I’m sure this is most likely self intuitive for most of you.  It can be such an exciting time that you share with your kind of adult child. They need to feel in control, but recognize that parents have a role in the process.

Related Posts:
Should I Disclose a Learning Difference in My College Essay?
Questions to Ask About College Services for Learning Differences

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Sharon Epstein is owner of First Impressions College Consulting in Redding, Connecticut. She is a Writers Guild Award-winner and two-time Emmy Award nominee. First Impressions tutors are award-winning writers and authors. We teach students how to master interview skills, write killer resumes, and transform their goals, dreams and experiences into memorable college application essays. We work with students everywhere: in-person, by phone, Skype and email. Visit our website for more info. Connect on Google+, Pinterest and Twitter.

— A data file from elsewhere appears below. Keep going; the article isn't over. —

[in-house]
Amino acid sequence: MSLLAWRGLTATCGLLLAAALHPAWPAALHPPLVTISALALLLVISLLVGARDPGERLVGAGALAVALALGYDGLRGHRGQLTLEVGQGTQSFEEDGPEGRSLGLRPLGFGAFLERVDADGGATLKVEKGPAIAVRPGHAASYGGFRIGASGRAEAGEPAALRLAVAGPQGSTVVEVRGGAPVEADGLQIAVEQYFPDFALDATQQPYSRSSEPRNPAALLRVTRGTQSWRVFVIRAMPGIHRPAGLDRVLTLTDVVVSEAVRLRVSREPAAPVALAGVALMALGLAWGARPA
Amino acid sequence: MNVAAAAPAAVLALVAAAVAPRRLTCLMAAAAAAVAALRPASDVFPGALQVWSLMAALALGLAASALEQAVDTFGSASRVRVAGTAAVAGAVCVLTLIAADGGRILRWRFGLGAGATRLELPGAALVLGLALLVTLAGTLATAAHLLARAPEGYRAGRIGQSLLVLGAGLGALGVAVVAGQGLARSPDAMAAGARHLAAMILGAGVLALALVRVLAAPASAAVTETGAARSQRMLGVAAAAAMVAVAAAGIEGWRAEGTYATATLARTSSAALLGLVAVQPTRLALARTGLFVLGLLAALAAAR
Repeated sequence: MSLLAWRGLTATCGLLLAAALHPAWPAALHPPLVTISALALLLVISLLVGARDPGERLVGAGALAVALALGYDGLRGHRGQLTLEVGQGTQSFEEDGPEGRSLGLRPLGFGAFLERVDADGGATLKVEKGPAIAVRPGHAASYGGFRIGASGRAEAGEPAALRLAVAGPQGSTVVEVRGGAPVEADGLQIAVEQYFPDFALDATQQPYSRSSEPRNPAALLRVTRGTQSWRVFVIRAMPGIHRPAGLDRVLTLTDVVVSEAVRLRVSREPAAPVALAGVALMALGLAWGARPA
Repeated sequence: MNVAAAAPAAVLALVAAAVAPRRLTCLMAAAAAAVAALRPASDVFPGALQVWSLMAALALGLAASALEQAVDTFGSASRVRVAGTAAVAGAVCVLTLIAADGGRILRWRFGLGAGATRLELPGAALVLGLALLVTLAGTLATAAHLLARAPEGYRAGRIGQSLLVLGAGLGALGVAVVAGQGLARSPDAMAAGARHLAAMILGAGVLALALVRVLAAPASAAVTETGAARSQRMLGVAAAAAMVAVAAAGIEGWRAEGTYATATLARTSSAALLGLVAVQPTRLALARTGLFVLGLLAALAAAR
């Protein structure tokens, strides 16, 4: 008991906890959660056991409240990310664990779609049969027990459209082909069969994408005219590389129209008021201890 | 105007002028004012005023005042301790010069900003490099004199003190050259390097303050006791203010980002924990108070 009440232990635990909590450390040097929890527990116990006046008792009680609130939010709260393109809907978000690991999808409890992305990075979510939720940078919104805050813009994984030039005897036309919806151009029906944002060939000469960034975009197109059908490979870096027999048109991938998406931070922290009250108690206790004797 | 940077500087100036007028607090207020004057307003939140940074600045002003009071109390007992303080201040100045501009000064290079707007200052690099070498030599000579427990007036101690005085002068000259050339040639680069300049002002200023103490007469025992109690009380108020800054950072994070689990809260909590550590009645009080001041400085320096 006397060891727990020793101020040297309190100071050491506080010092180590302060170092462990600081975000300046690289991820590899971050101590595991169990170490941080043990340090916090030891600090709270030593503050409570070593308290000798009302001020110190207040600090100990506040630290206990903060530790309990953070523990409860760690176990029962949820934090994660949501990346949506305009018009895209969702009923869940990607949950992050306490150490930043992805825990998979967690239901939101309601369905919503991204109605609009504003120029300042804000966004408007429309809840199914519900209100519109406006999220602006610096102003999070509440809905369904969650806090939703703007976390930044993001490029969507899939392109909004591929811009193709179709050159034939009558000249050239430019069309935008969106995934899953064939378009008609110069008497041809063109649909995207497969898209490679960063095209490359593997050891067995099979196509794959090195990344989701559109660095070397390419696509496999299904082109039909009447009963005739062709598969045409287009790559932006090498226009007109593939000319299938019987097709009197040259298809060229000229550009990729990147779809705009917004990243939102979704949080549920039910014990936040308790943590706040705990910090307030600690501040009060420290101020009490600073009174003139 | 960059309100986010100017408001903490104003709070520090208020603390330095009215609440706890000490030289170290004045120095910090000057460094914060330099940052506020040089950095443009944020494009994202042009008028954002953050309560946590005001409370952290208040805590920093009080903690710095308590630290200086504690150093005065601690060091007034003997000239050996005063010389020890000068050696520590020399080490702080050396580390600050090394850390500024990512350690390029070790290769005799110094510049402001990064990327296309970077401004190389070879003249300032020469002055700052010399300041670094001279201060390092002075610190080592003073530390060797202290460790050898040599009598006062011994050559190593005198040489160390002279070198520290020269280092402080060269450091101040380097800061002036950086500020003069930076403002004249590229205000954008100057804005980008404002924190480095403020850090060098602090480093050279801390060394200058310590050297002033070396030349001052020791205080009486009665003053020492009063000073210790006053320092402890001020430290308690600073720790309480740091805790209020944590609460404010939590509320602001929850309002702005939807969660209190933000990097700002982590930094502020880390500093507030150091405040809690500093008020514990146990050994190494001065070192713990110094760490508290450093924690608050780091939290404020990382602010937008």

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Questions to Ask About College Services for Learning Differences

Guest blogger: Joanna NovinsQuestions to Ask About Colleges' Disability Services

I’m a professional writer and analyst by training, but the challenges facing students with learning differences is a topic that is near and dear to my heart; I teach writing to students with learning differences and I am the proud parent of a smart, successful, and highly independent college student with a learning difference.

The information contained in this article is derived from interviews with administrators and disabilities professionals from a range of colleges including Union College, Williams College, Adelphi University, University of Connecticut, and Rensselaer Polytechnic Institute (RPI); and with LD students.

Students with Learning Differences – What You Should Know (Or Ask) When Applying to Colleges